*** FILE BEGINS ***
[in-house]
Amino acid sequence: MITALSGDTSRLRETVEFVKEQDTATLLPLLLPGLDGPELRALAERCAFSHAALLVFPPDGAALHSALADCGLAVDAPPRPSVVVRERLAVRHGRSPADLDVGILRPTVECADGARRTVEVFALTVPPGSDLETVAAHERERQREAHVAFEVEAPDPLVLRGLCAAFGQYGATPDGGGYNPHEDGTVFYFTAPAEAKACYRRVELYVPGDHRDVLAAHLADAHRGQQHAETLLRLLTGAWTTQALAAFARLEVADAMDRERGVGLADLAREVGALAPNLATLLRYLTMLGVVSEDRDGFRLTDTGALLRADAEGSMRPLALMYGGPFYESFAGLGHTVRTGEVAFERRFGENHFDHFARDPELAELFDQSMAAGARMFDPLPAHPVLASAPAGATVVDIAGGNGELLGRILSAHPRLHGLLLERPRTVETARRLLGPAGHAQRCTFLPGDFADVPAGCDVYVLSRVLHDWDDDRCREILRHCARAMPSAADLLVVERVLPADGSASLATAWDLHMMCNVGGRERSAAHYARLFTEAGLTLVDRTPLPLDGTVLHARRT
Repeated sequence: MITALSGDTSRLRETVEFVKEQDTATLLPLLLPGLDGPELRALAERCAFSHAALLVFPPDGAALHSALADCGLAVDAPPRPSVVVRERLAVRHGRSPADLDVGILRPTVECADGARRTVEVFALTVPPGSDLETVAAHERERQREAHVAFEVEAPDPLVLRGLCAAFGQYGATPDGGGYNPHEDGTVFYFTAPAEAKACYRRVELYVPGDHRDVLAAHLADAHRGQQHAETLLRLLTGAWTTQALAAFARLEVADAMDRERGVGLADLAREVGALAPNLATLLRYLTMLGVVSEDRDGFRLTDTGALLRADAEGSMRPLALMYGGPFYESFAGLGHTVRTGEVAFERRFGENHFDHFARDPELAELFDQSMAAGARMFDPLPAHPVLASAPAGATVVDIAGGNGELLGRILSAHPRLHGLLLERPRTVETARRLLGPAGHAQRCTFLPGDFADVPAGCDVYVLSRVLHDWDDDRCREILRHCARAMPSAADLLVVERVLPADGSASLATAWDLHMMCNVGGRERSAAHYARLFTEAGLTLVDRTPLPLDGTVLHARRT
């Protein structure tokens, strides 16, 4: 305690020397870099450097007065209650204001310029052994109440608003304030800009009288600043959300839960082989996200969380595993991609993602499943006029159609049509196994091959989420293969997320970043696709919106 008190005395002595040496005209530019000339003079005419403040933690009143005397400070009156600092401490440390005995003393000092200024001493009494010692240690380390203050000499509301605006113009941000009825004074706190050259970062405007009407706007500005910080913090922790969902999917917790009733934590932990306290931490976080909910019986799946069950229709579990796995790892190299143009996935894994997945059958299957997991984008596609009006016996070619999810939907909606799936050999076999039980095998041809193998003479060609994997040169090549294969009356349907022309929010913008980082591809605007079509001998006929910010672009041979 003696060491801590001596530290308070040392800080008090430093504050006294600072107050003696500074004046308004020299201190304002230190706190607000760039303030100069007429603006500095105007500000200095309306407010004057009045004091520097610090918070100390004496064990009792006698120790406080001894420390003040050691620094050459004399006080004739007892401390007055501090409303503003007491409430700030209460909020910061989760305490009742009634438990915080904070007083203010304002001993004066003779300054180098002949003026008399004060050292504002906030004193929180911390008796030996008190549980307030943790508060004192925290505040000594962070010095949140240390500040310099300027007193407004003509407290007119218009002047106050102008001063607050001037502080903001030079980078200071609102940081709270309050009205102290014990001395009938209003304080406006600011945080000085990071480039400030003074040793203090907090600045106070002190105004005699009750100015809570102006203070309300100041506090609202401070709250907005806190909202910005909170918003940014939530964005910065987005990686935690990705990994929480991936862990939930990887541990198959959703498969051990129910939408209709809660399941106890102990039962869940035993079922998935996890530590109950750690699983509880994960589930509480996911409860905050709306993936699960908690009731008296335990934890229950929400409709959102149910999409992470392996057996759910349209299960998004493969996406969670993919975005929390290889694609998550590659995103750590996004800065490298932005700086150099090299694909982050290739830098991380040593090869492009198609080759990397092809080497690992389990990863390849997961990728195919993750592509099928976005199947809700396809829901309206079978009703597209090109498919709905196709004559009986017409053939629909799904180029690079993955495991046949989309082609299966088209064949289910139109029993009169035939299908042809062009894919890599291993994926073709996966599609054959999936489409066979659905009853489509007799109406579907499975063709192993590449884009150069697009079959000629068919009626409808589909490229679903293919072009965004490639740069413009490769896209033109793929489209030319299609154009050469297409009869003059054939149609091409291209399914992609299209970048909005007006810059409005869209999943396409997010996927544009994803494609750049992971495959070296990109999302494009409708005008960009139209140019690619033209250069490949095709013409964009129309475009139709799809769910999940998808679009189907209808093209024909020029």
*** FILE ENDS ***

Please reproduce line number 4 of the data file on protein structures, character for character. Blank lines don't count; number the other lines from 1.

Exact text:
């Protein structure tokens, strides 16, 4: 305690020397870099450097007065209650204001310029052994109440608003304030800009009288600043959300839960082989996200969380595993991609993602499943006029159609049509196994091959989420293969997320970043696709919106 008190005395002595040496005209530019000339003079005419403040933690009143005397400070009156600092401490440390005995003393000092200024001493009494010692240690380390203050000499509301605006113009941000009825004074706190050259970062405007009407706007500005910080913090922790969902999917917790009733934590932990306290931490976080909910019986799946069950229709579990796995790892190299143009996935894994997945059958299957997991984008596609009006016996070619999810939907909606799936050999076999039980095998041809193998003479060609994997040169090549294969009356349907022309929010913008980082591809605007079509001998006929910010672009041979 003696060491801590001596530290308070040392800080008090430093504050006294600072107050003696500074004046308004020299201190304002230190706190607000760039303030100069007429603006500095105007500000200095309306407010004057009045004091520097610090918070100390004496064990009792006698120790406080001894420390003040050691620094050459004399006080004739007892401390007055501090409303503003007491409430700030209460909020910061989760305490009742009634438990915080904070007083203010304002001993004066003779300054180098002949003026008399004060050292504002906030004193929180911390008796030996008190549980307030943790508060004192925290505040000594962070010095949140240390500040310099300027007193407004003509407290007119218009002047106050102008001063607050001037502080903001030079980078200071609102940081709270309050009205102290014990001395009938209003304080406006600011945080000085990071480039400030003074040793203090907090600045106070002190105004005699009750100015809570102006203070309300100041506090609202401070709250907005806190909202910005909170918003940014939530964005910065987005990686935690990705990994929480991936862990939930990887541990198959959703498969051990129910939408209709809660399941106890102990039962869940035993079922998935996890530590109950750690699983509880994960589930509480996911409860905050709306993936699960908690009731008296335990934890229950929400409709959102149910999409992470392996057996759910349209299960998004493969996406969670993919975005929390290889694609998550590659995103750590996004800065490298932005700086150099090299694909982050290739830098991380040593090869492009198609080759990397092809080497690992389990990863390849997961990728195919993750592509099928976005199947809700396809829901309206079978009703597209090109498919709905196709004559009986017409053939629909799904180029690079993955495991046949989309082609299966088209064949289910139109029993009169035939299908042809062009894919890599291993994926073709996966599609054959999936489409066979659905009853489509007799109406579907499975063709192993590449884009150069697009079959000629068919009626409808589909490229679903293919072009965004490639740069413009490769896209033109793929489209030319299609154009050469297409009869003059054939149609091409291209399914992609299209970048909005007006810059409005869209999943396409997010996927544009994803494609750049992971495959070296990109999302494009409708005008960009139209140019690619033209250069490949095709013409964009129309475009139709799809769910999940998808679009189907209808093209024909020029």